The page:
Healing winter skin damage may include soothing chapped lips, cracked heels, dry hands, and itchy skin. Some simple techniques will help you and your skin sail through winter unscathed.
Healing Winter Skin Damage All Over
Although washing your hands frequently in the wintertime helps eliminate cold and flu germs, it also strips your skin of natural oils and causes dryness. To heal dryness, apply a glycerin-based hand cream in the morning, before you go to bed, after you wash your hands, and any time they feel dry. To protect your hands from cold winter air, always wear gloves when you go outside.
Most people suffer from dry, chapped lips in the wintertime, due to low humidity. To help overcome this, run a humidifier at home and at the office, and drink plenty of water to keep your body hydrated. You can also apply beeswax or petroleum jelly to keep your lips moisturized. Avoid being in the sun and wind, and remember to protect your lips with balm or lipstick with sunscreen whenever you go outdoors. Try to avoid licking your lips-it only makes chapping worse.
Cracked heels are painful and common in the wintertime, and are caused by dry skin. Calluses around the rim of the heel often complicate the problem. One effective way of healing winter skin damage done to your heels is to coat them with petroleum jelly, cover them in plastic wrap, and wear a pair of cotton socks while you sleep. After three nights, you should begin to see improvement.
Gentle Facial Cleansing
Choose a gentle, oil-rich, fragrance-free bar or liquid soap to cleanse your face in the wintertime. Skip astringent, or use a non-astringent toner. For dry skin, look for moisturizers that contain hydrating urea, dimethicone, glycertin, mineral oil, or lanolin.
Exfoliate Before You Moisturize
To get the most out of your moisturizer, you should clear away dead skin cells to allow to moisturizer to better penetrate the skin. Choose a gentle exfoliator that contains lactic or salicylic acid, or try a natural exfoliator such as sugar.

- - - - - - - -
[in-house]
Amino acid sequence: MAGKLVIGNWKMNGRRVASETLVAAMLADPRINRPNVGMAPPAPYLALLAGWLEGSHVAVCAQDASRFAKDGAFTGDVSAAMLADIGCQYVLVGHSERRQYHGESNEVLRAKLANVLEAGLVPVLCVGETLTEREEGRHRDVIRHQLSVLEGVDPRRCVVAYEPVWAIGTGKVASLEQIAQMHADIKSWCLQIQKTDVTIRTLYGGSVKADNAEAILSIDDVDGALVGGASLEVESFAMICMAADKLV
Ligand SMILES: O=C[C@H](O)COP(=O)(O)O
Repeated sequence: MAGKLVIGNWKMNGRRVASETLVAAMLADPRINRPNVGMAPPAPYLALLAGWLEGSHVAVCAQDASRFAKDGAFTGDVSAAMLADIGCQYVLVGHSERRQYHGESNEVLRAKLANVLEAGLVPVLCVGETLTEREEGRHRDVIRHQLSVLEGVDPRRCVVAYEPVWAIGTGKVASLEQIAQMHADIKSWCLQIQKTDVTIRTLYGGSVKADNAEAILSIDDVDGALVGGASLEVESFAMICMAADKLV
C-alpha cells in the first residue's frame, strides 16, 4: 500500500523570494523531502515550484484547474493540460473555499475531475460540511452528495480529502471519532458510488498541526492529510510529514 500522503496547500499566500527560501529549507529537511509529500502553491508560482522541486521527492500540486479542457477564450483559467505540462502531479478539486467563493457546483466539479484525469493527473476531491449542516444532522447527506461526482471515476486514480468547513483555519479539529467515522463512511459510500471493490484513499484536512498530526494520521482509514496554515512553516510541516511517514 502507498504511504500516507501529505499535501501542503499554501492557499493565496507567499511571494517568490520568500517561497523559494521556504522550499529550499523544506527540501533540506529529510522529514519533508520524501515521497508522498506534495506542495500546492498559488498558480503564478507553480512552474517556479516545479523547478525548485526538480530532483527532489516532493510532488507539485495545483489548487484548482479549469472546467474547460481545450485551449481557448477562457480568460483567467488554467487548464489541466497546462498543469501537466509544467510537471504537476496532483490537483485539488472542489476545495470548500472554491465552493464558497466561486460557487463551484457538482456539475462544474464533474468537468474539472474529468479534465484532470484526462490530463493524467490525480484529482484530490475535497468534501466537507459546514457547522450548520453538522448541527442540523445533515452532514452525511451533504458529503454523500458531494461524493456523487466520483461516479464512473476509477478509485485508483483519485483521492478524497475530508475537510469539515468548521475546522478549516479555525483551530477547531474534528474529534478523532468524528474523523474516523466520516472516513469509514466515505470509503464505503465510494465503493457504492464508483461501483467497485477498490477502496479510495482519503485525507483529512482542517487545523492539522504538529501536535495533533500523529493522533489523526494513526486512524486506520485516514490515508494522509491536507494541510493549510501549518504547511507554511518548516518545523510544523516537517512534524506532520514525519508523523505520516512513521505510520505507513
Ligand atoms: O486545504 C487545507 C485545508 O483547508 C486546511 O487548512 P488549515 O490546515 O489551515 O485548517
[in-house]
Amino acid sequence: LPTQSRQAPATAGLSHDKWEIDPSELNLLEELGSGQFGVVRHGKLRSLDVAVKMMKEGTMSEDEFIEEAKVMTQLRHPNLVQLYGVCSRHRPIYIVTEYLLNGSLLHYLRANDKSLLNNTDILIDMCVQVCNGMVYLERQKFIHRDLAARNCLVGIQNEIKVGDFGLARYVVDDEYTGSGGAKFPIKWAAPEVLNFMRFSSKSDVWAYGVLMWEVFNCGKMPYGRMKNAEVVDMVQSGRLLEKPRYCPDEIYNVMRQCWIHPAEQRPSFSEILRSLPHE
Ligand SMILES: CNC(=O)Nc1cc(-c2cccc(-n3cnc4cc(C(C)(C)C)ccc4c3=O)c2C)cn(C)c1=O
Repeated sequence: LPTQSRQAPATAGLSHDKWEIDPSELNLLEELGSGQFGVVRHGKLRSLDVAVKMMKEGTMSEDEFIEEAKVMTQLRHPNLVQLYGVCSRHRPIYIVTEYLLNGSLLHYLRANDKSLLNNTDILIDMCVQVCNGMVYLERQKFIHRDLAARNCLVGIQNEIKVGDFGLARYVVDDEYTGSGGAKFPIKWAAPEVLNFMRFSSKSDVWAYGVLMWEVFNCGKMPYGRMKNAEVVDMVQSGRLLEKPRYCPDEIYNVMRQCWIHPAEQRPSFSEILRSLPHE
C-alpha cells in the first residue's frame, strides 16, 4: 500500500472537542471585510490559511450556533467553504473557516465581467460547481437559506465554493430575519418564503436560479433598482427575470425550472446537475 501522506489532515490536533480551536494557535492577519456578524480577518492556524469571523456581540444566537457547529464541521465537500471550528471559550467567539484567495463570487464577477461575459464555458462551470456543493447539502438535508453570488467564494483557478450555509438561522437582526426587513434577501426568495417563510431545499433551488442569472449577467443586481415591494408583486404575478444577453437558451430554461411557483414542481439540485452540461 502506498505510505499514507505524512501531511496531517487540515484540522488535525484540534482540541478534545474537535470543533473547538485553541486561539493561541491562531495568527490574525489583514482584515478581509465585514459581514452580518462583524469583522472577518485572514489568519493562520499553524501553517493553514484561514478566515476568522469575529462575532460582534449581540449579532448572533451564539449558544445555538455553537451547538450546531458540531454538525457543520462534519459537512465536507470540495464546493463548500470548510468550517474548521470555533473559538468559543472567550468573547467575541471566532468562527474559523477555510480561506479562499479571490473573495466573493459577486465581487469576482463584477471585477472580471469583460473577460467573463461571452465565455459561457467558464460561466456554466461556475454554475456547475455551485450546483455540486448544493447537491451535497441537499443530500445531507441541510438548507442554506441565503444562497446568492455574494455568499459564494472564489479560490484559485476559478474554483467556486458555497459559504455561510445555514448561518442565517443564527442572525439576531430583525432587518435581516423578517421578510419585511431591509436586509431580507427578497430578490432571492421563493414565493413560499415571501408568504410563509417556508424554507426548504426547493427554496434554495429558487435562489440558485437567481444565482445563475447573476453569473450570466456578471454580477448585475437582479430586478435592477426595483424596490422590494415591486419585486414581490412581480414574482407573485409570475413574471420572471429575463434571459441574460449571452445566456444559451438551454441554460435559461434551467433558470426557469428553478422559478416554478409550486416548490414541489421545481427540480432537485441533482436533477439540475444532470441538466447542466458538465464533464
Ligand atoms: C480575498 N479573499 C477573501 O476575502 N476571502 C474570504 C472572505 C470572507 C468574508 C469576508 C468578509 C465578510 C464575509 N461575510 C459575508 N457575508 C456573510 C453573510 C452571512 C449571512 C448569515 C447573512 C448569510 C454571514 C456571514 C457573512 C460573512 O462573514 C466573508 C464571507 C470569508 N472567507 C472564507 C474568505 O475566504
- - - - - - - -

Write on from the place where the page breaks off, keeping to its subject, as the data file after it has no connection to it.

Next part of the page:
You may want to use a different moisturizer in the winter than you do during warmer times of the year. If you usually use a light lotion moisturizer, try a heavier cream on dry skin patches. If you dislike a greasy or oily feeling, use a very small amount after a warm shower and rub in gently but thoroughly. You may also want to discontinue using anti-aging moisturizers containing retinoids in the winter, since they may further irritate dry, sensitive skin.
Moisturizers can either be humectants, emollients, or a combination of the two.
Humectants are oil-free, and absorb water from the air. They include urea, glycerin, hyaluronic acid, and propylene glycol.
Emollients replace oils in the skin, and include baby or mineral oil, jojoba oil, petroleum jelly, lanolin, and stearic acid.
Stop Damage Before it Happens
An important way to prevent winter skin damage from happening is to apply sunscreen every day, even in the winter. Use one with a sun protection factor of at least 30, and reapply every two hours if you're outside, especially if there's snow on the ground. Snow reflects 80 percent of the sun's rays back on you, as compared to 20 percent for sand and water.
Staying on top of your skin's health is especially important during winter. The combination of dry indoor air and harsh outdoor winds may be a recipe for disaster for some skin types - but it doesn't have to be, so long as you follow a healthy skincare regimen.